The Dallas Cowboys are "officially" adding 21 rookies to their roster, eight of which they drafted and the remaining 13 are undrafted free agents. The number of rookies the Cowboys are bringing in isn't all that surprising, but what did surprise me was how many of them were pre-draft visitors.

You may or may not know, but the NFL allows 30 allotted pre-draft visits for each team around the league. Teams don't have to use all 30 visits of course, but the majority of them take advantage of the opportunity and generally use up all 30 visits. It's a chance to introduce these rookies into the atmosphere they could be playing in and work them out in more of a one-on-one basis.

The Dallas Cowboys of course are known as a team who take their 30 pre-draft visits very seriously. Over the past several years they've drafted several players who were brought in for pre-draft visits, and 2019 was no exception.

I've said it before and I'll say it again, paying attention to the Dallas Cowboys 30 pre-draft visits is a good idea because the odds of them drafting one or more of them is pretty high. That's why I decided to run a pre-draft tracker this year, and because of it I was able to confirm 27 of the possible 30 pre-draft visitors for the Cowboys.

Here are 2019 pre-draft visitors currently on the Cowboys roster:

  • DT, Trysten Hill
  • RB, Tony Pollard
  • RB, Mike Weber
  • WR, Jon'Vea Johnson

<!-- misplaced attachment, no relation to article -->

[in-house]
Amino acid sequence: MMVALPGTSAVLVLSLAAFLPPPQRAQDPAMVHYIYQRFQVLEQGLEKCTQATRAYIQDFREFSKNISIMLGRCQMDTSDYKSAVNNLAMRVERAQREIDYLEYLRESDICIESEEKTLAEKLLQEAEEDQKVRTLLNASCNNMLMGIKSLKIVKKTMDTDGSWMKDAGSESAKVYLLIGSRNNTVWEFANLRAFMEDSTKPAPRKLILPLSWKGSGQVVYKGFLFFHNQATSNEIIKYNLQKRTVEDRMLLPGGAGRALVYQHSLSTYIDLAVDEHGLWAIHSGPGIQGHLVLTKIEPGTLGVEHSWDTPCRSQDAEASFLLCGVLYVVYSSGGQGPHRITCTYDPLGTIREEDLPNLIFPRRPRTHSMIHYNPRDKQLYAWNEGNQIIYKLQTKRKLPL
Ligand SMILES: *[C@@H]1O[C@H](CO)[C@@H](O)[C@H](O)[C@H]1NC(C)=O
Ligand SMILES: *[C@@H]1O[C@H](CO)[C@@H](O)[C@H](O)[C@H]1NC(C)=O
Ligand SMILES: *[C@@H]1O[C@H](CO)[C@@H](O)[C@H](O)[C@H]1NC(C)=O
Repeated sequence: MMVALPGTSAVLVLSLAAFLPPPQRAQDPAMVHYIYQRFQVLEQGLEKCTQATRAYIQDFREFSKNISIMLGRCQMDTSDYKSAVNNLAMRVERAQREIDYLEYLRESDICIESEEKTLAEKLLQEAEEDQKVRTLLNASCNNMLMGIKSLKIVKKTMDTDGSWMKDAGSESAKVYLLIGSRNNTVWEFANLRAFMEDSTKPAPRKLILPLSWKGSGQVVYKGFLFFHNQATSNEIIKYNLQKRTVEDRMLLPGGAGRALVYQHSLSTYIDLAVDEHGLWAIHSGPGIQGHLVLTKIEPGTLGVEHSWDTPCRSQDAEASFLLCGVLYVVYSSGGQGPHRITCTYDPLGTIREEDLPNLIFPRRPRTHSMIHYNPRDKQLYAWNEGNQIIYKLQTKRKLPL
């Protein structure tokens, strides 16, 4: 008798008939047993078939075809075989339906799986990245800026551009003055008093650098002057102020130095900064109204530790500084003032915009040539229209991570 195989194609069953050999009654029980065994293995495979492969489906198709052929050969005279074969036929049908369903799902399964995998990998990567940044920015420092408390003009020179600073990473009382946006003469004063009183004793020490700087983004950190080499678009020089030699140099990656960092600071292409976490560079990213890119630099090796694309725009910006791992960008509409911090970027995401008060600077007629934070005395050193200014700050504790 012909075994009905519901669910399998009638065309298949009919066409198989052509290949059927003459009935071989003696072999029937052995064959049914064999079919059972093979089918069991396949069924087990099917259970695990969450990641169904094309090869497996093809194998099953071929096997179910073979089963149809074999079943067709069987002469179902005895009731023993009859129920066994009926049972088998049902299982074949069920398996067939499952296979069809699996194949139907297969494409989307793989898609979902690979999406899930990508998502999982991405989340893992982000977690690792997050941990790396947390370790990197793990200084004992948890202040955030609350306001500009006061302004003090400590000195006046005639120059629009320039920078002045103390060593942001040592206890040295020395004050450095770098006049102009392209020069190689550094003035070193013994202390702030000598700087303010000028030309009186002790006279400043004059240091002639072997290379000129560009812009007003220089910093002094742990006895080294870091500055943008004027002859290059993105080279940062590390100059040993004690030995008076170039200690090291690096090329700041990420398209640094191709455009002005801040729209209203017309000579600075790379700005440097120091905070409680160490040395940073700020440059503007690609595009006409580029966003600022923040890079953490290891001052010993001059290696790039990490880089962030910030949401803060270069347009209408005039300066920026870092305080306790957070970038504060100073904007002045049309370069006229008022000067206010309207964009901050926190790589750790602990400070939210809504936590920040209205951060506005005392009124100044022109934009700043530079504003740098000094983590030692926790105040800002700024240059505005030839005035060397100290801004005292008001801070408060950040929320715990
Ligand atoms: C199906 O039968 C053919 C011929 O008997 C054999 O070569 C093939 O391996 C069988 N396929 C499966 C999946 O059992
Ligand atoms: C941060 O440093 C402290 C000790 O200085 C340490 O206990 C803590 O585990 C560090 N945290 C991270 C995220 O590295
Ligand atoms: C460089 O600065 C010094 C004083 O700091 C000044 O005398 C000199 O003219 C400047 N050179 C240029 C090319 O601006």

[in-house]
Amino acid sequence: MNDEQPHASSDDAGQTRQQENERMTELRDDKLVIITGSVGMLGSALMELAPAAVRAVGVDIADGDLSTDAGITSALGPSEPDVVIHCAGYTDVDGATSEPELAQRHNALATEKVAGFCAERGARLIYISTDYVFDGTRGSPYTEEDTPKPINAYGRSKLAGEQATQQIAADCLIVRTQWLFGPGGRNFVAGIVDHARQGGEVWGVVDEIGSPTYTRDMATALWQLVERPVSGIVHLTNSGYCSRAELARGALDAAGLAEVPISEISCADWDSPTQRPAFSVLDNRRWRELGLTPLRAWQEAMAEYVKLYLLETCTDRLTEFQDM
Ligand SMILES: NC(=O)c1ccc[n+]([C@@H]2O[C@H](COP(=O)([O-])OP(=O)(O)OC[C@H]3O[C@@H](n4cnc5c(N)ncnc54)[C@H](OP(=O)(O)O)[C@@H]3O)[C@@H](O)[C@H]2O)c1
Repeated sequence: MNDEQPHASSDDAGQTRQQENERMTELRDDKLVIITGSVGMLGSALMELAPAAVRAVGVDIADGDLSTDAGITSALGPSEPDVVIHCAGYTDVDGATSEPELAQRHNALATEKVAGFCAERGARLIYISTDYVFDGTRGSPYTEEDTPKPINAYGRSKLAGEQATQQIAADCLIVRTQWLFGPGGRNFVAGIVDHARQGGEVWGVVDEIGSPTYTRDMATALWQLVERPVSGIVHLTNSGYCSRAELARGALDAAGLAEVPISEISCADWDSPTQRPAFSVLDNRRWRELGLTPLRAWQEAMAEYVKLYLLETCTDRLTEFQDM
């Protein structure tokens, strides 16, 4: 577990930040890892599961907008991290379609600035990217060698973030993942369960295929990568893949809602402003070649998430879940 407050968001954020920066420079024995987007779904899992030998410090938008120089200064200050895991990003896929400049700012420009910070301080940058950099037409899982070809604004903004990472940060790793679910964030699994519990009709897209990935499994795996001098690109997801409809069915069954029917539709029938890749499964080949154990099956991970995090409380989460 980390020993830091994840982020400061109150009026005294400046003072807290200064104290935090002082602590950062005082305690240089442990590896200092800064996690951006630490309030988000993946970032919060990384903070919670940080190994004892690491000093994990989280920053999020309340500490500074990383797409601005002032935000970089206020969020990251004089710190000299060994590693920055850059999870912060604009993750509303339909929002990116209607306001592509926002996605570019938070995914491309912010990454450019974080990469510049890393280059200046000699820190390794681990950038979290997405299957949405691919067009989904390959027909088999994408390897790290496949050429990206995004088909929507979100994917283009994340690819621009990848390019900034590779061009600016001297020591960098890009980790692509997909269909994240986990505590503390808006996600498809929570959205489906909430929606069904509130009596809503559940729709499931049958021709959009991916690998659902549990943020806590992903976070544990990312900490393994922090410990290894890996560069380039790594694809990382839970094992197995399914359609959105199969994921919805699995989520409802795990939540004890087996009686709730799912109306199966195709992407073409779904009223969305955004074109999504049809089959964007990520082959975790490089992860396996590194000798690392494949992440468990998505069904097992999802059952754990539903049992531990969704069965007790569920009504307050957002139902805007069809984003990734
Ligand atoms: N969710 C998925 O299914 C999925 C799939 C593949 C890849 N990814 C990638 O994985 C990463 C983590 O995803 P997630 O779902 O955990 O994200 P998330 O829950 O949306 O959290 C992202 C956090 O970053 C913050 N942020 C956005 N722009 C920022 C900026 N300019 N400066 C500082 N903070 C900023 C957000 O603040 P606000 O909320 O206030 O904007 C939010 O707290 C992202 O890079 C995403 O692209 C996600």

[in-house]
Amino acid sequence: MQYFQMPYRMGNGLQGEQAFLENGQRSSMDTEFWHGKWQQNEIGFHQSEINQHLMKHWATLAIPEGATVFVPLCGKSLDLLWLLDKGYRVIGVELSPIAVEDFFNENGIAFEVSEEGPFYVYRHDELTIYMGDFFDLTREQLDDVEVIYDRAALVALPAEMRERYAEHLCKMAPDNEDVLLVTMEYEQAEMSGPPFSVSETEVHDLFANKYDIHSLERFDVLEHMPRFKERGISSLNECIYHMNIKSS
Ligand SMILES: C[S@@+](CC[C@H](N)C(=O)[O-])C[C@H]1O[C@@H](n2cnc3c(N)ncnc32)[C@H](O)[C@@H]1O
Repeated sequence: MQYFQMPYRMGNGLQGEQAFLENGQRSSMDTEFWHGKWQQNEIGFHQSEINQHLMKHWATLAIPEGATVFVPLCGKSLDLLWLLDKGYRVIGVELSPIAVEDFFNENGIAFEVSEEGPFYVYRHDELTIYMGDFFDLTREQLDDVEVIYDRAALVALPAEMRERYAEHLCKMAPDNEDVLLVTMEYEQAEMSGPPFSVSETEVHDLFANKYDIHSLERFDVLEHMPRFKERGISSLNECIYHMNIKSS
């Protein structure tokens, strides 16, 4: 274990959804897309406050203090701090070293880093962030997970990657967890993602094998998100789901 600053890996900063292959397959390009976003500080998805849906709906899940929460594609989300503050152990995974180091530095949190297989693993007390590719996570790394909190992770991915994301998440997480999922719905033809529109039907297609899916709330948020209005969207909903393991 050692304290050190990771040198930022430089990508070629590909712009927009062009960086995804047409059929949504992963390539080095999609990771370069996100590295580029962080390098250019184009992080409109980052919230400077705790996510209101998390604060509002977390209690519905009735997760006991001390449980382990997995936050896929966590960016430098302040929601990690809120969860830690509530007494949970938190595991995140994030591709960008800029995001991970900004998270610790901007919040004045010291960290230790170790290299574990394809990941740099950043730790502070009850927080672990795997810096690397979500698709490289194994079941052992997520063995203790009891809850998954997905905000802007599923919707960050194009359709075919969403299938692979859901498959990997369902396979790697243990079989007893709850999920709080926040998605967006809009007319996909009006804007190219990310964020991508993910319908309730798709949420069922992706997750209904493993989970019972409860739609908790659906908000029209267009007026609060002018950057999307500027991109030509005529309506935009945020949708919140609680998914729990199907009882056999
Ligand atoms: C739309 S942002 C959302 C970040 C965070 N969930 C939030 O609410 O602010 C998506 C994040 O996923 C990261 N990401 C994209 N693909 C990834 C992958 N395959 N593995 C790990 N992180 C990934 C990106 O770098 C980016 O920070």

• CB, Chris Westry

If you're doing the math, 5 out of 30 equates to 17% of the players the Dallas Cowboys brought in as pre-draft visitors. But, if Dallas only brought in 27 that percentage rises to 19%. To say that the Cowboys value these pre-draft visits would be an understatement, at least as far as 2019 is concerned.

The first three of Trysten Hill, Tony Pollard, and Mike Weber were of course all draft picks and have the best chance to stick around on the final 53-man roster, but I wouldn't rule out Jon'Vea Johnson and Chris Westry. Both were draftable players, but somehow fell through the cracks right into the lap of the Cowboys as UFAs.

I don't really know if it's a good idea the Dallas Cowboys are so transparent with how valuable the treat these 30 pre-draft visits. We've seen teams time and time again trade up right in front of them to draft a player the Cowboys could've possibly been eyeing, and this year was no exception.

After drafting Running Back/Wide Receiver Tony Pollard with the first of their fourth-round draft picks, it looked like the Dallas Cowboys had their sights set on small school Defensive End/Defensive Tackle John Cominsky out of Charleston with their second pick in the fourth. Unfortunately, the Atlanta Falcons traded up a spot ahead of them to draft Cominsky.

This of course isn't the first time the Falcons have done this, which begs the question as to how they knew the Cowboys could have possibly been targeting Cominsky. We can throw a conspiracy theory out there that Atlanta might have been inside source, but that's highly unlikely. More plausible theory is they were paying attention to Dallas' 30 pre-draft visitors as well.

It may be time for the Dallas Cowboys to deploy a little more smoke and mirrors when it comes to who they bring in for pre-draft visits in the future. But regardless, there's no denying the Cowboys pre-draft visitors highlight their 2019 rookie class.

Are you surprised the Dallas Cowboys added so many pre-draft visitors to the roster?